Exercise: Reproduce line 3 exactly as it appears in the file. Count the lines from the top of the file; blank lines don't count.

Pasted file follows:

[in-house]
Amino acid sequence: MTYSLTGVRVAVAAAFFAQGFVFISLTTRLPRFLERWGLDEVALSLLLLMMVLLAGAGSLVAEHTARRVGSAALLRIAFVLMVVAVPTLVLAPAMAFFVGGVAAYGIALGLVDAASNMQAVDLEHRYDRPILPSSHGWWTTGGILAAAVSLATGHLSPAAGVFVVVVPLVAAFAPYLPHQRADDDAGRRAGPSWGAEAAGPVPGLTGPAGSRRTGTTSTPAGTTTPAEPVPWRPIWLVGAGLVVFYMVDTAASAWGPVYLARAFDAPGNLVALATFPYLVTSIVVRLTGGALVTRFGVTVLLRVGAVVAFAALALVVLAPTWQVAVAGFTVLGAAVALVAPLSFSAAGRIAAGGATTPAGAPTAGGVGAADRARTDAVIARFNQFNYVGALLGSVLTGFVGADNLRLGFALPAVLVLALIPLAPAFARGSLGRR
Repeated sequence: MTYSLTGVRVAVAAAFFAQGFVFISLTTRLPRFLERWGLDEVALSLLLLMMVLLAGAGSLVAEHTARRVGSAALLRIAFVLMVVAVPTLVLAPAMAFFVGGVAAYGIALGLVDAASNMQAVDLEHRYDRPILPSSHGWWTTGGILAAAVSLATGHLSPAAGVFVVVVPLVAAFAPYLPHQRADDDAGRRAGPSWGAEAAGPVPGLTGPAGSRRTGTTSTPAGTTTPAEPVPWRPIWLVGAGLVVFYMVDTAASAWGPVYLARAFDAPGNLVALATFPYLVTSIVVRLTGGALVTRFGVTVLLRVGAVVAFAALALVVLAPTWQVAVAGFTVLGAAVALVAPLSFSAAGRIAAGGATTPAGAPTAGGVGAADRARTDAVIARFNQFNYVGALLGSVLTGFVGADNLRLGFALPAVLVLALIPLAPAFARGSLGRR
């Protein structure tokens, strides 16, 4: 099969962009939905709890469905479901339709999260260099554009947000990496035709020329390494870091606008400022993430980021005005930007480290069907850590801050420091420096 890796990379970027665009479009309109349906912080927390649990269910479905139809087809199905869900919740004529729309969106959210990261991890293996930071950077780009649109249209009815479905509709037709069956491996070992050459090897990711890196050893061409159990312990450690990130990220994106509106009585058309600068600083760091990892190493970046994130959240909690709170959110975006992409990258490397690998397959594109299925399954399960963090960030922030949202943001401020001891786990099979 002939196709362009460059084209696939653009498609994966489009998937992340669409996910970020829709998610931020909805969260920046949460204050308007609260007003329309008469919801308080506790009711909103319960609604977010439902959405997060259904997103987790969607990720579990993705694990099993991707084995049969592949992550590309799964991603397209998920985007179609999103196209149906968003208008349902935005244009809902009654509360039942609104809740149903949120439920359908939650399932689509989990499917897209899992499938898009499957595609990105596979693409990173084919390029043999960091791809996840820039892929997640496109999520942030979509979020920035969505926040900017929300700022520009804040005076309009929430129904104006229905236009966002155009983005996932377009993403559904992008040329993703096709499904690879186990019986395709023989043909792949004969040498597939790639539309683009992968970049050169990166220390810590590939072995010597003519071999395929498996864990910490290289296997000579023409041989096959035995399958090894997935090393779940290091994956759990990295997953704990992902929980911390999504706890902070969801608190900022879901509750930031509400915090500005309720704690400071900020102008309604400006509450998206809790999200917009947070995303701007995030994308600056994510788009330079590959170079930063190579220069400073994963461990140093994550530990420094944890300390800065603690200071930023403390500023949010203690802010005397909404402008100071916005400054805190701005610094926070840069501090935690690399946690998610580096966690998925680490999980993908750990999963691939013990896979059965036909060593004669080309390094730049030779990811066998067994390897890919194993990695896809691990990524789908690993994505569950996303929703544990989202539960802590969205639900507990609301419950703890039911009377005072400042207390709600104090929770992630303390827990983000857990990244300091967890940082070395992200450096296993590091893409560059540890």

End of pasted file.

Repeated sequence: MTYSLTGVRVAVAAAFFAQGFVFISLTTRLPRFLERWGLDEVALSLLLLMMVLLAGAGSLVAEHTARRVGSAALLRIAFVLMVVAVPTLVLAPAMAFFVGGVAAYGIALGLVDAASNMQAVDLEHRYDRPILPSSHGWWTTGGILAAAVSLATGHLSPAAGVFVVVVPLVAAFAPYLPHQRADDDAGRRAGPSWGAEAAGPVPGLTGPAGSRRTGTTSTPAGTTTPAEPVPWRPIWLVGAGLVVFYMVDTAASAWGPVYLARAFDAPGNLVALATFPYLVTSIVVRLTGGALVTRFGVTVLLRVGAVVAFAALALVVLAPTWQVAVAGFTVLGAAVALVAPLSFSAAGRIAAGGATTPAGAPTAGGVGAADRARTDAVIARFNQFNYVGALLGSVLTGFVGADNLRLGFALPAVLVLALIPLAPAFARGSLGRR